Fennell, John Greville (DNB00)

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FENNELL, JOHN GREVILLE (1807–1885), artist, naturalist, and angler, was born at sea between Ireland and England in 1807. He began his career as an artist by winning the silver medal offered by the Duke of Sussex for a drawing of Hercules, and afterwards was a student at Finden's house, where he was intimate with Hablot K. Browne [q. v.], who was similarly employed. As a young man Fennell succeeded best in comic painting, but later in life was fonder of landscapes. In some of these, however, he was very careless, and was always unequal in his work. He drew pictures of the tournament at Eglinton Castle for the ‘Illustrated London News.’ His fondness for natural history displayed itself chiefly in observations on the habits of fish and waterside birds. These he carried on simultaneously with the practice of angling, of which he was a devoted follower, especially in the Thames. He was a member of the ‘Field’ staff from the commencement of that paper in 1853, and wrote week after week in it on fishing subjects; besides which he was a frequent contributor to the ‘Fishing Gazette’ and other sporting papers on angling and outdoor pursuits. He was author of ‘The Book of the Roach,’ 1870, an exhaustive treatise on angling for that fish; and contributed a paper called ‘Curiosities of Angling Literature’ to Mr. Cholmondeley Pennell's ‘Fishing Gossip,’ 1866. This is a discursive attempt at the humorous style in writing on angling topics, which was at that time fashionable. He also wrote ‘The Rail and the Rod,’ a meritorious guide-book to the favourite angling resorts of the Thames. Generous to a fault, and an excellent practical angler, Fennell was never so happy as when relating to a circle of friends reminiscences of Dickens, Thackeray, Douglas Jerrold, Mackay, and Harrison Ainsworth, with all of whom he had been on intimate terms. He lived long at Barnes, and late in life at Henley, at both of which places he was favourably situated for the pursuit of angling. At the latter town he died suddenly on 13 Jan. 1885, in the seventy-eighth year of his age, and was buried in Trinity churchyard, not a hundred yards from the house in which he spent his last two years, under the appropriate epitaph, ‘The fishers also shall mourn, and all they that cast angle into the brooks shall lament’ (Is. xix. 8).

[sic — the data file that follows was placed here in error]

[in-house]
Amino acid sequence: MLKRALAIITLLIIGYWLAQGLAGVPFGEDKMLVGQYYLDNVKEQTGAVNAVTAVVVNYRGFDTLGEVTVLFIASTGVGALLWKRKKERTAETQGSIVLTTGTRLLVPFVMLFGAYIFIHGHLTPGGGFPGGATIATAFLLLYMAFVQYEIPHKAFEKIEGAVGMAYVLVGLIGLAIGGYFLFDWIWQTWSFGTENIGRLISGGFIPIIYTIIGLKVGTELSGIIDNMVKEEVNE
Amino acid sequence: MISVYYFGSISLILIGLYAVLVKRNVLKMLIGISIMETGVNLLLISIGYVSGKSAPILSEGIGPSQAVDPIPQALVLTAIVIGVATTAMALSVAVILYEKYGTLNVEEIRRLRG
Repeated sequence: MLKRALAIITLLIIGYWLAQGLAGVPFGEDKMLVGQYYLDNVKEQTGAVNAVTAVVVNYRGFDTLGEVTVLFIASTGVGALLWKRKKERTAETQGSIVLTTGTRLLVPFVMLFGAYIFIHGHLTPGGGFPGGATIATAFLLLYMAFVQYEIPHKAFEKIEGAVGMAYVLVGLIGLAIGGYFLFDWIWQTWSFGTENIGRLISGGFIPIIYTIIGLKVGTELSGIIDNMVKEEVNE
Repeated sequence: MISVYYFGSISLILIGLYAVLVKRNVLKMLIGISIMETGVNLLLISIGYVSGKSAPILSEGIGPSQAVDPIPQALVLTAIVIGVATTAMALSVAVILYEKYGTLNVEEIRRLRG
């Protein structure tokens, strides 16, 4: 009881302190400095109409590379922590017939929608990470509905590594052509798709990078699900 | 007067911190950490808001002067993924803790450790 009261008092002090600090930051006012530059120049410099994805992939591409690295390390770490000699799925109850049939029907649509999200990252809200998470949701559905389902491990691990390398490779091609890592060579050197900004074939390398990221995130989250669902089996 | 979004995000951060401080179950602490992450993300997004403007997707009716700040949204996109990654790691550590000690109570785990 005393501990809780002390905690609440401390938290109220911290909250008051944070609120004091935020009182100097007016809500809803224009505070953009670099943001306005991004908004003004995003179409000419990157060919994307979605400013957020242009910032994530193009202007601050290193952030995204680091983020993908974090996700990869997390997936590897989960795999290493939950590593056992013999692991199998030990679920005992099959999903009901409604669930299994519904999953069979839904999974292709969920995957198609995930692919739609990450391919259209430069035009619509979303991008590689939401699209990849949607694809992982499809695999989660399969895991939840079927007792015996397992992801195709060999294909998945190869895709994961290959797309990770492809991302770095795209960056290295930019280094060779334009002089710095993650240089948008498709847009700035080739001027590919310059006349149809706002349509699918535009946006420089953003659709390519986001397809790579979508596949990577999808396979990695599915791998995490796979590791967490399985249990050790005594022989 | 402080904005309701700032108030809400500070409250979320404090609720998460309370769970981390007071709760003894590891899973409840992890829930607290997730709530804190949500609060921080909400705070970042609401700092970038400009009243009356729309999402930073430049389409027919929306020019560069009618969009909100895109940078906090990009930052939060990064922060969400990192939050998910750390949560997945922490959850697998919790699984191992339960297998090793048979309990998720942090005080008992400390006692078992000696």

[Athenæum, 31 Jan. 1885; Field, 17 Oct. 1885; Fishing Gazette, 17 and 31 Jan. 1885 (a Memoir by Mr. R. B. Marston).]

M. G. W.